Let me end here. And let me end with an apologue for my indulgence into myself. I guess it was a way for me to celebrate my 250th post with this blog. Thank you for your patience I might add.
I would love to hear how you got interested in photography. Do you think it was coincidental or would you have started photographing anyway at some point (well, who doesn’t photograph these days)?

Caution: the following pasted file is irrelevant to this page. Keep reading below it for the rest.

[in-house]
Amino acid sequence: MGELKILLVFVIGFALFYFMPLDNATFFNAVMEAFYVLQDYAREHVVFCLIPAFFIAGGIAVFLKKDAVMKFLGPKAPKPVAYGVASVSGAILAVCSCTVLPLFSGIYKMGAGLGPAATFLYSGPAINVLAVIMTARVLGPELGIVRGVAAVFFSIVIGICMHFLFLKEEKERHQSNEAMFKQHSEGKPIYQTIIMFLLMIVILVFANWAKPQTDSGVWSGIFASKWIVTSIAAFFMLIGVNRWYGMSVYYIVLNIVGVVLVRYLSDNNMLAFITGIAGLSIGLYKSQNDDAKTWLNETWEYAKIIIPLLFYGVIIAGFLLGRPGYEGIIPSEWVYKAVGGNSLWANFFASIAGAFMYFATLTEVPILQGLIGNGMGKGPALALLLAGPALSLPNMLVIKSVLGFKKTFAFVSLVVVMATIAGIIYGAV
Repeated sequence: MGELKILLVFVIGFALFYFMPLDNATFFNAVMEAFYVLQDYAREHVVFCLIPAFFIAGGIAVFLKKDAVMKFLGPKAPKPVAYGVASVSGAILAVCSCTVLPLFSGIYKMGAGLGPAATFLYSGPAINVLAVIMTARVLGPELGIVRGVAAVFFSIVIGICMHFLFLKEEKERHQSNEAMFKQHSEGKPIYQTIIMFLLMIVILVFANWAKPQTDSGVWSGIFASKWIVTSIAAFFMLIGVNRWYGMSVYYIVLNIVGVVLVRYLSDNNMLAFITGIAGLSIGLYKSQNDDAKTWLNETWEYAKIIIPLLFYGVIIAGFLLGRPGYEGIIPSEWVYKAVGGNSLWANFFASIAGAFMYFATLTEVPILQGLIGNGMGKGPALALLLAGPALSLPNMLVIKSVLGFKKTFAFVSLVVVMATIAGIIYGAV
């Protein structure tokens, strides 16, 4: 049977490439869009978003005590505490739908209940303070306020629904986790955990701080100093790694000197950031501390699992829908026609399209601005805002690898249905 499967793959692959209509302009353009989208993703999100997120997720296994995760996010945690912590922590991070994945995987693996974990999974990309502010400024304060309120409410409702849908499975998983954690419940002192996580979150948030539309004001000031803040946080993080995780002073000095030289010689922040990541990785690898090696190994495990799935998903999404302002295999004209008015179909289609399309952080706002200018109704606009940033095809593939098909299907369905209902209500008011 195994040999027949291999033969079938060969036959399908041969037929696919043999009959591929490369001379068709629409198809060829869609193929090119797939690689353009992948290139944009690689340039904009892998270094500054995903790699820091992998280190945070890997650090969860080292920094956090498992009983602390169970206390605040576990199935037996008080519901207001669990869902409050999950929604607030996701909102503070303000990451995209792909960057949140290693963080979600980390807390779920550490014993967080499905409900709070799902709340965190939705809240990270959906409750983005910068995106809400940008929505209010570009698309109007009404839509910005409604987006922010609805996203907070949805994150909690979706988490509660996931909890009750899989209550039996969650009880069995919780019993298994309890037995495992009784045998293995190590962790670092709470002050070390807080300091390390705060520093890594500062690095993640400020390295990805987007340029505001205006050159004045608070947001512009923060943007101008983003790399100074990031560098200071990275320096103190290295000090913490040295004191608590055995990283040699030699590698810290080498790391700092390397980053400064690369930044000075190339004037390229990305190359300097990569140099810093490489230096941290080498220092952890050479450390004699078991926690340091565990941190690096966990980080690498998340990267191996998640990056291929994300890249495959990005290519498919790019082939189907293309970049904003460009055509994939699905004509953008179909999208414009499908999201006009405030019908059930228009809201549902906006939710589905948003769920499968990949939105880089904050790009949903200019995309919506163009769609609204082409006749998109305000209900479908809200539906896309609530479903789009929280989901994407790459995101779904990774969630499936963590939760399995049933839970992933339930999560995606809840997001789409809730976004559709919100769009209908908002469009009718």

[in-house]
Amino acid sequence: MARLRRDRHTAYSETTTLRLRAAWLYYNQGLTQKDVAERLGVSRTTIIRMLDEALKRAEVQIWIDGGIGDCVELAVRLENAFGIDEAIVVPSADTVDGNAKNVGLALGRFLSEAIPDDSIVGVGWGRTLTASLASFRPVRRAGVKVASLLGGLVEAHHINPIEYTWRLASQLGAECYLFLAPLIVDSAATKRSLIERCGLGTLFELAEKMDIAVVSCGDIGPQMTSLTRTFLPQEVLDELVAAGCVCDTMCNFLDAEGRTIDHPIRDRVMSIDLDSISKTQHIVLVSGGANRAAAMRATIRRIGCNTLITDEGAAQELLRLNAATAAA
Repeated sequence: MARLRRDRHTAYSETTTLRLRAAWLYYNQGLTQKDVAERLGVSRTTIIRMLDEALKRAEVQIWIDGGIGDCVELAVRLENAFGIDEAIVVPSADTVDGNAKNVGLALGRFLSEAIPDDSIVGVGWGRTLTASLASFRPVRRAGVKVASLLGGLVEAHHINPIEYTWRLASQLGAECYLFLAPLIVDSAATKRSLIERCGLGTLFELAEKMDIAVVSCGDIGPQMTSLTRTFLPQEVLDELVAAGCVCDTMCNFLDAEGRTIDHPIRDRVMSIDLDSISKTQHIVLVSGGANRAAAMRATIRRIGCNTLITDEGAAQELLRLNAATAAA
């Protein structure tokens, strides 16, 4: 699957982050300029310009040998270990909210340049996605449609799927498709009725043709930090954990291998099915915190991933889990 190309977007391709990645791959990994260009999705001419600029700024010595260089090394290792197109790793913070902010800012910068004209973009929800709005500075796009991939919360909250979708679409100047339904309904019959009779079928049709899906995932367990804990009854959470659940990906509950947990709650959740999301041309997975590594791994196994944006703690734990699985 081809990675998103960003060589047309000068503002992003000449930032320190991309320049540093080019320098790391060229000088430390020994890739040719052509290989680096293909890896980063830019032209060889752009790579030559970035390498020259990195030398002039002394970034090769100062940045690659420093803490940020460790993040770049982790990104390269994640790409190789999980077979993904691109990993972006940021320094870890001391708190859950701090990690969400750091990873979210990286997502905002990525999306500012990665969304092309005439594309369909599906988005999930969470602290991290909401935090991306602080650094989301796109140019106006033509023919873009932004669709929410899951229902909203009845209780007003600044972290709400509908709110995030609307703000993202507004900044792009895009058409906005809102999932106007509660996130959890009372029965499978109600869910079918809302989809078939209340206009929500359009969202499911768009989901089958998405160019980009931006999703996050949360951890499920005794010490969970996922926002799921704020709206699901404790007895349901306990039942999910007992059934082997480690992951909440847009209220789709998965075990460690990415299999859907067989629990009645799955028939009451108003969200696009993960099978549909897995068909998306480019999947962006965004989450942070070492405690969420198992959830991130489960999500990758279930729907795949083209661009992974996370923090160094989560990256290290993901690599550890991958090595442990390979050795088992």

During the photo workshop in Villajoyosa, Spain, Terje I. Olsson focused on the economic recession in the country for his photo project. The economy in Spain has been under pressure for the last many years. It has translated into hardship for most Spaniards; unemployment, uncertainty, unrest, uneasiness and deprivation for too many. The first area to be hit by a recession is the housing market, which was very evident in Villajoyosa. Everywhere houses and apartments were being announced for sale or rent. That was what Terje captured with his camera. His images show beautiful houses, closed down and for sale, they show rundown house that has been on the market for a long time and his images show buildings under construction where the work has been stopped in the middle because of the recession. There is a glooming quietness in his photos, a telling contrast between beautiful colours and an almost lifeless atmosphere and his images convey a sense of downfall and almost death. His visual language is subtle, but all the more poignant.